Unemployment at 3-Year Low: Permanent Progress or Temporary Trend?

Since December, the unemployment rate has been its lowest in three years.

The lowered unemployment rate is a result of the 200,000 jobs added in December. The Labor Department announced Friday that employers added 200,000 jobs, dropping the rate of unemployment to 8.5 percent. This is the lowest the rate has been since 3 years ago in February 2009.

The Labor Department said the economy added 1.6 million jobs in 2011 while in 2010, just 940,000 jobs were added. The unemployment rate averaged 8.9 percent last year, down from 9.6 percent the year before.

The December report implied a widely improving market. It said the hourly wage had risen along with average hourly pay, that the average work week extended in length- implying that business may even need to boost hiring.

According to the report the dwindling manufacturing and construction sector added 23,000 and 17,000 jobs, respectively. Transportation and warehousing industries added 50,000 jobs while retailers added 28,000 jobs.

But is this a lasting occurrence, or just a passing trend?

Since 2008, the U.S. has had to battle just to keep unemployment below double digits. The economy recessed and job prospects have been fluctuating. CNN reported Friday morning that the country has added 1.6 million jobs for the year but many of the jobs were temporary and holiday shipping, warehouse, and service jobs.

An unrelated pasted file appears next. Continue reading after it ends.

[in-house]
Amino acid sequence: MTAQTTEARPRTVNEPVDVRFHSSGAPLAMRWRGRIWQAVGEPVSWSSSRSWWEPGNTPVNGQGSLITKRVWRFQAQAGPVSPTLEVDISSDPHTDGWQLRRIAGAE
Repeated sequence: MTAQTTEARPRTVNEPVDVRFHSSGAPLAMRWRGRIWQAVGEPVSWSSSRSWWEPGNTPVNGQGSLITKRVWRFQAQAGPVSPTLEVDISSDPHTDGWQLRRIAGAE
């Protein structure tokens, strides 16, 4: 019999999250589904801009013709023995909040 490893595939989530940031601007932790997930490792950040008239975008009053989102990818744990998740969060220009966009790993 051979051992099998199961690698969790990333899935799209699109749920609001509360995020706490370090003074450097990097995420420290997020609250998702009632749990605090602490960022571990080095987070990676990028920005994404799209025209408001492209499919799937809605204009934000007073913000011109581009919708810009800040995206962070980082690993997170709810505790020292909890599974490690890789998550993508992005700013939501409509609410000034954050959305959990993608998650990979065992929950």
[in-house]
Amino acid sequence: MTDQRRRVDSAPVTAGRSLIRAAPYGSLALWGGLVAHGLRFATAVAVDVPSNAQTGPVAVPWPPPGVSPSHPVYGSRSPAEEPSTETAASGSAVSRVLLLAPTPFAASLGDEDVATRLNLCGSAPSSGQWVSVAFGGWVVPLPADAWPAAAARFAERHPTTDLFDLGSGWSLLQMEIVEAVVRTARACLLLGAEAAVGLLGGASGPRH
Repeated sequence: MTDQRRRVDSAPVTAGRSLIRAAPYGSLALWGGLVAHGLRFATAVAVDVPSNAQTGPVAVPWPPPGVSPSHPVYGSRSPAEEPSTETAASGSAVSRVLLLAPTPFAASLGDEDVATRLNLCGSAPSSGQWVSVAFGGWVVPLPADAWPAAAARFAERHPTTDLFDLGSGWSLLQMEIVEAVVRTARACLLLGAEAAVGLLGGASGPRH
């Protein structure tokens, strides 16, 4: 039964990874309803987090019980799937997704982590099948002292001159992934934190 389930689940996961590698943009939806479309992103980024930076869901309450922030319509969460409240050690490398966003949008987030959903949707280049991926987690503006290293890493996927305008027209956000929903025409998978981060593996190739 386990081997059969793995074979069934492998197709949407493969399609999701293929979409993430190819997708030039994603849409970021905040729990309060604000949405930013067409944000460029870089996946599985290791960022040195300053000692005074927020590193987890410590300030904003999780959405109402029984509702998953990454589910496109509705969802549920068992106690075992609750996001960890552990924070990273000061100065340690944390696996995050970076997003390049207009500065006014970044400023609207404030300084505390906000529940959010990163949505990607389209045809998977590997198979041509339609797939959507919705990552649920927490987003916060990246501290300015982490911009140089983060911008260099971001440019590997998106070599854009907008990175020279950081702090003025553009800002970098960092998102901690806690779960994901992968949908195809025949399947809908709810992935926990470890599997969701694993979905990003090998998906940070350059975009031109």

The labor department reported in early December that government employment lost 20,000 jobs and construction lost 12,000 jobs. The labor department also reported last month that applications for unemployment benefits fell to a seasonally adjusted 381,000 but had not accounted for those who had given up and stopped searching.

Also, many Americans, specifically recent college graduates, are underemployed, meaning they are working part-time or below their education level as a result of few job prospects.

CNN reported that last year, almost 280,000 government jobs were lost in public sections from education to the Postal Service, and that this trend is likely to continue. Post offices have closed across the country and have prompted community activists and senators to push for delayed closings.

Ninety post offices in Nebraska were put on a list by the U.S. Postal Service when the organization was about to default on a $5.5 billion payment to the treasury. USPS is anticipated to lose $14.1 billion next year.

The plan to close has been delayed until May 15.

“With 90 rural post offices targeted for closure in Nebraska, we have to remember that the USPS was created to provide a public service,” said U.S. Senator Ben Nelson in a release obtained by The Christian Post.

“Rural post offices, the services they provide, and the people who provide them, have great value to communities across Nebraska. Congress needs to work with the Postal Service to fix the problems before deciding to reduce services to people who need them,” he said.